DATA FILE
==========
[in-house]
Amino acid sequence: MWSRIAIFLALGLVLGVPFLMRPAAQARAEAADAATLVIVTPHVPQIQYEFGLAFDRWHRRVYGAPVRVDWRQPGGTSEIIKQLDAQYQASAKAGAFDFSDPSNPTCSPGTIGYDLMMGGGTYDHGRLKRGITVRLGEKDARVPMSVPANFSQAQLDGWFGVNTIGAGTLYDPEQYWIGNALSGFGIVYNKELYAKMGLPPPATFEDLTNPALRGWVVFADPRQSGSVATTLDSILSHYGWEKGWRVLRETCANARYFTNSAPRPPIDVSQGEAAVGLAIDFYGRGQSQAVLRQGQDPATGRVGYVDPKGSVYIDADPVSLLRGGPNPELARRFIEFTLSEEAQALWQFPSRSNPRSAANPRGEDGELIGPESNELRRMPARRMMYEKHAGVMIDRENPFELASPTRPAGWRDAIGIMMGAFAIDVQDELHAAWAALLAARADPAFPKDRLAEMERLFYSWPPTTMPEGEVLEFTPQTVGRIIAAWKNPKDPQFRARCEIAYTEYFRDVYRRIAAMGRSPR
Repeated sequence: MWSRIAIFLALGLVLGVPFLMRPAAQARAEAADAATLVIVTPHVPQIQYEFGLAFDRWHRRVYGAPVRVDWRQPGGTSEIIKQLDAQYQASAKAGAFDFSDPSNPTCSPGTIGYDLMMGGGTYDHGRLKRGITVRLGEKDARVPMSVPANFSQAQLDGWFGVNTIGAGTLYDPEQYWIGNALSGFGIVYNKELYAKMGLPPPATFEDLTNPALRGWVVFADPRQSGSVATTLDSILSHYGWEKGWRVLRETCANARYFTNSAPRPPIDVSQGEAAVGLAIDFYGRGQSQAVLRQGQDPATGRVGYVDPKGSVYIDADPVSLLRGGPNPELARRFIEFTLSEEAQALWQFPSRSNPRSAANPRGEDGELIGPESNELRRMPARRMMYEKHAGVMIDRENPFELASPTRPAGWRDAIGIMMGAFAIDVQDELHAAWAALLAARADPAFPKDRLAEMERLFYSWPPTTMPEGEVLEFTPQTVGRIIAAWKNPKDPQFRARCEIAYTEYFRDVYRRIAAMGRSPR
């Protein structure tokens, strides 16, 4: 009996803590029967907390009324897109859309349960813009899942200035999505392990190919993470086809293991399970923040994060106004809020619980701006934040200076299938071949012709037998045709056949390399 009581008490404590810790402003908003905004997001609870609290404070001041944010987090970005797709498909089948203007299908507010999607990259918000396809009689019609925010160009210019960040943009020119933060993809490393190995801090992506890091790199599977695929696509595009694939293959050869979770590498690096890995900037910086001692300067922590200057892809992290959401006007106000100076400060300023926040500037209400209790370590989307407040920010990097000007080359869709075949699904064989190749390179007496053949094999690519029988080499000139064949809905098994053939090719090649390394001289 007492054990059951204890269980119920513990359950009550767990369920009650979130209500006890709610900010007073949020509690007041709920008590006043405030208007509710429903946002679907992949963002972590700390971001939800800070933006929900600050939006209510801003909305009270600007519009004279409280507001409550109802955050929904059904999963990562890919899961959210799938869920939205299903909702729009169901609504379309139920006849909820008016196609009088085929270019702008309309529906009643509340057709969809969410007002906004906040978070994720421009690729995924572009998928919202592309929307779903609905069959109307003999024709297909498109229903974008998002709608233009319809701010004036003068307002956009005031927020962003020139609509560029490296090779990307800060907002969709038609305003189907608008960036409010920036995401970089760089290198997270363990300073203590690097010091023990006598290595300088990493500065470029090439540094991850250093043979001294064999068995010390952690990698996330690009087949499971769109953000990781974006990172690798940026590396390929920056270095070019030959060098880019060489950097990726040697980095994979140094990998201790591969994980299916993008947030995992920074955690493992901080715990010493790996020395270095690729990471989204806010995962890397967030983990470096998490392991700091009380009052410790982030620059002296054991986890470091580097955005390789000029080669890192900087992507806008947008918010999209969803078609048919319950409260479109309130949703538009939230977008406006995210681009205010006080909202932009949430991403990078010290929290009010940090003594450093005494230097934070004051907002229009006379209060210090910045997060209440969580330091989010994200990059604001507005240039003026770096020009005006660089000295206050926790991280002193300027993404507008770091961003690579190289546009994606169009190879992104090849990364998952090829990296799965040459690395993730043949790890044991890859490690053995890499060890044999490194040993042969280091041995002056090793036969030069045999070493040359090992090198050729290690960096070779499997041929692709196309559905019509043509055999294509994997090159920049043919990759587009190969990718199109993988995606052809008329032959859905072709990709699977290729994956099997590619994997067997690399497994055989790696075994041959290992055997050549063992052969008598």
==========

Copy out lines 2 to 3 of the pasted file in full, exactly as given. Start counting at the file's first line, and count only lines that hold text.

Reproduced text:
Amino acid sequence: MWSRIAIFLALGLVLGVPFLMRPAAQARAEAADAATLVIVTPHVPQIQYEFGLAFDRWHRRVYGAPVRVDWRQPGGTSEIIKQLDAQYQASAKAGAFDFSDPSNPTCSPGTIGYDLMMGGGTYDHGRLKRGITVRLGEKDARVPMSVPANFSQAQLDGWFGVNTIGAGTLYDPEQYWIGNALSGFGIVYNKELYAKMGLPPPATFEDLTNPALRGWVVFADPRQSGSVATTLDSILSHYGWEKGWRVLRETCANARYFTNSAPRPPIDVSQGEAAVGLAIDFYGRGQSQAVLRQGQDPATGRVGYVDPKGSVYIDADPVSLLRGGPNPELARRFIEFTLSEEAQALWQFPSRSNPRSAANPRGEDGELIGPESNELRRMPARRMMYEKHAGVMIDRENPFELASPTRPAGWRDAIGIMMGAFAIDVQDELHAAWAALLAARADPAFPKDRLAEMERLFYSWPPTTMPEGEVLEFTPQTVGRIIAAWKNPKDPQFRARCEIAYTEYFRDVYRRIAAMGRSPR
Repeated sequence: MWSRIAIFLALGLVLGVPFLMRPAAQARAEAADAATLVIVTPHVPQIQYEFGLAFDRWHRRVYGAPVRVDWRQPGGTSEIIKQLDAQYQASAKAGAFDFSDPSNPTCSPGTIGYDLMMGGGTYDHGRLKRGITVRLGEKDARVPMSVPANFSQAQLDGWFGVNTIGAGTLYDPEQYWIGNALSGFGIVYNKELYAKMGLPPPATFEDLTNPALRGWVVFADPRQSGSVATTLDSILSHYGWEKGWRVLRETCANARYFTNSAPRPPIDVSQGEAAVGLAIDFYGRGQSQAVLRQGQDPATGRVGYVDPKGSVYIDADPVSLLRGGPNPELARRFIEFTLSEEAQALWQFPSRSNPRSAANPRGEDGELIGPESNELRRMPARRMMYEKHAGVMIDRENPFELASPTRPAGWRDAIGIMMGAFAIDVQDELHAAWAALLAARADPAFPKDRLAEMERLFYSWPPTTMPEGEVLEFTPQTVGRIIAAWKNPKDPQFRARCEIAYTEYFRDVYRRIAAMGRSPR